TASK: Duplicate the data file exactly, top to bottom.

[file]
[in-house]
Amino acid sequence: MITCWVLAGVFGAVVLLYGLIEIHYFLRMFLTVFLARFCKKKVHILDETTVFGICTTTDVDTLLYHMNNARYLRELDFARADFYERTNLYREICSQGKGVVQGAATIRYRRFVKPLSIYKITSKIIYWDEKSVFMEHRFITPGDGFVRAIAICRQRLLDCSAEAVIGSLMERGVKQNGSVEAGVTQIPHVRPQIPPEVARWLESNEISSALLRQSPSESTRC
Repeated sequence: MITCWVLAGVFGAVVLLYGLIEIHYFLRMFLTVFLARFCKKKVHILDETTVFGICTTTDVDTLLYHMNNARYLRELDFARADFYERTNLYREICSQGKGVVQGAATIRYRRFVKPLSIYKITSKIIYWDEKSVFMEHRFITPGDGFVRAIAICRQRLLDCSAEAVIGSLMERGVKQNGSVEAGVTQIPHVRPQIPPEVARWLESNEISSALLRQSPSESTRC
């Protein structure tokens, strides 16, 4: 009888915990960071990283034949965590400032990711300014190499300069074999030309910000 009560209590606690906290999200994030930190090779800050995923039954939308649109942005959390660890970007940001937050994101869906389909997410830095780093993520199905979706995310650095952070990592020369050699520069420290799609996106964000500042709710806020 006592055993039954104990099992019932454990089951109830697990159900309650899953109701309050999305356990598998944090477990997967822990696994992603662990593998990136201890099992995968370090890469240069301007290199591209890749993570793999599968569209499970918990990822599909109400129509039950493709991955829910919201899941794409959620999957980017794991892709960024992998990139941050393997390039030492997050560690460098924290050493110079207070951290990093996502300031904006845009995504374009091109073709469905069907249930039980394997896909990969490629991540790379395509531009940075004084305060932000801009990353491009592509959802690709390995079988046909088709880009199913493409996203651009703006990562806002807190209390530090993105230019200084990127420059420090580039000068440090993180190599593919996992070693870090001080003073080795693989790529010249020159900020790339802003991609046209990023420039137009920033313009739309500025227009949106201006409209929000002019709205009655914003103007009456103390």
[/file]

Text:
[in-house]
Amino acid sequence: MITCWVLAGVFGAVVLLYGLIEIHYFLRMFLTVFLARFCKKKVHILDETTVFGICTTTDVDTLLYHMNNARYLRELDFARADFYERTNLYREICSQGKGVVQGAATIRYRRFVKPLSIYKITSKIIYWDEKSVFMEHRFITPGDGFVRAIAICRQRLLDCSAEAVIGSLMERGVKQNGSVEAGVTQIPHVRPQIPPEVARWLESNEISSALLRQSPSESTRC
Repeated sequence: MITCWVLAGVFGAVVLLYGLIEIHYFLRMFLTVFLARFCKKKVHILDETTVFGICTTTDVDTLLYHMNNARYLRELDFARADFYERTNLYREICSQGKGVVQGAATIRYRRFVKPLSIYKITSKIIYWDEKSVFMEHRFITPGDGFVRAIAICRQRLLDCSAEAVIGSLMERGVKQNGSVEAGVTQIPHVRPQIPPEVARWLESNEISSALLRQSPSESTRC
């Protein structure tokens, strides 16, 4: 009888915990960071990283034949965590400032990711300014190499300069074999030309910000 009560209590606690906290999200994030930190090779800050995923039954939308649109942005959390660890970007940001937050994101869906389909997410830095780093993520199905979706995310650095952070990592020369050699520069420290799609996106964000500042709710806020 006592055993039954104990099992019932454990089951109830697990159900309650899953109701309050999305356990598998944090477990997967822990696994992603662990593998990136201890099992995968370090890469240069301007290199591209890749993570793999599968569209499970918990990822599909109400129509039950493709991955829910919201899941794409959620999957980017794991892709960024992998990139941050393997390039030492997050560690460098924290050493110079207070951290990093996502300031904006845009995504374009091109073709469905069907249930039980394997896909990969490629991540790379395509531009940075004084305060932000801009990353491009592509959802690709390995079988046909088709880009199913493409996203651009703006990562806002807190209390530090993105230019200084990127420059420090580039000068440090993180190599593919996992070693870090001080003073080795693989790529010249020159900020790339802003991609046209990023420039137009920033313009739309500025227009949106201006409209929000002019709205009655914003103007009456103390």